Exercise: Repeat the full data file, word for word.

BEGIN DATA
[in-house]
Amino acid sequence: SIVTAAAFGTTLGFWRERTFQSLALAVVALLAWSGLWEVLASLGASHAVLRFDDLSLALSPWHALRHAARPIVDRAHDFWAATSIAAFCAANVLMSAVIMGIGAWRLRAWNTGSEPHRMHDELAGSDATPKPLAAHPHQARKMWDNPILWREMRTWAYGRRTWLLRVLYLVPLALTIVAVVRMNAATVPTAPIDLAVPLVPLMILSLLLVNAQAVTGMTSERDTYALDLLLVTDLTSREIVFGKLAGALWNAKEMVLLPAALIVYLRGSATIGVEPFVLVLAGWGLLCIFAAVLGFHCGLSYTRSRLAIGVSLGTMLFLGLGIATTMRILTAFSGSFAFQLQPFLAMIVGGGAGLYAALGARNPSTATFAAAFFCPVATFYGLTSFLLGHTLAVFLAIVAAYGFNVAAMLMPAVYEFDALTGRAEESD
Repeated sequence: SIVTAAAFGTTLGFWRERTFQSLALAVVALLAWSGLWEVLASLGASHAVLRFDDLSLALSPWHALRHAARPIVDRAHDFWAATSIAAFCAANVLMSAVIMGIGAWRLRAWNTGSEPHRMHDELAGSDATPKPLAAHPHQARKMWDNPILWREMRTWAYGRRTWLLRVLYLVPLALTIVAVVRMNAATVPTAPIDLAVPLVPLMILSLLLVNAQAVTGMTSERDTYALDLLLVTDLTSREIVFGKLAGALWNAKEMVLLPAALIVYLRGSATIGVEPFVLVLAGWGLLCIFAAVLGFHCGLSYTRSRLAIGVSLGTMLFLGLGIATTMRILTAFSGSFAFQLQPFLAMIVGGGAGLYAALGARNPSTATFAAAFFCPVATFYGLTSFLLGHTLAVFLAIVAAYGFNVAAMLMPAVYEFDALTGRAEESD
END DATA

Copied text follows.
[in-house]
Amino acid sequence: SIVTAAAFGTTLGFWRERTFQSLALAVVALLAWSGLWEVLASLGASHAVLRFDDLSLALSPWHALRHAARPIVDRAHDFWAATSIAAFCAANVLMSAVIMGIGAWRLRAWNTGSEPHRMHDELAGSDATPKPLAAHPHQARKMWDNPILWREMRTWAYGRRTWLLRVLYLVPLALTIVAVVRMNAATVPTAPIDLAVPLVPLMILSLLLVNAQAVTGMTSERDTYALDLLLVTDLTSREIVFGKLAGALWNAKEMVLLPAALIVYLRGSATIGVEPFVLVLAGWGLLCIFAAVLGFHCGLSYTRSRLAIGVSLGTMLFLGLGIATTMRILTAFSGSFAFQLQPFLAMIVGGGAGLYAALGARNPSTATFAAAFFCPVATFYGLTSFLLGHTLAVFLAIVAAYGFNVAAMLMPAVYEFDALTGRAEESD
Repeated sequence: SIVTAAAFGTTLGFWRERTFQSLALAVVALLAWSGLWEVLASLGASHAVLRFDDLSLALSPWHALRHAARPIVDRAHDFWAATSIAAFCAANVLMSAVIMGIGAWRLRAWNTGSEPHRMHDELAGSDATPKPLAAHPHQARKMWDNPILWREMRTWAYGRRTWLLRVLYLVPLALTIVAVVRMNAATVPTAPIDLAVPLVPLMILSLLLVNAQAVTGMTSERDTYALDLLLVTDLTSREIVFGKLAGALWNAKEMVLLPAALIVYLRGSATIGVEPFVLVLAGWGLLCIFAAVLGFHCGLSYTRSRLAIGVSLGTMLFLGLGIATTMRILTAFSGSFAFQLQPFLAMIVGGGAGLYAALGARNPSTATFAAAFFCPVATFYGLTSFLLGHTLAVFLAIVAAYGFNVAAMLMPAVYEFDALTGRAEESD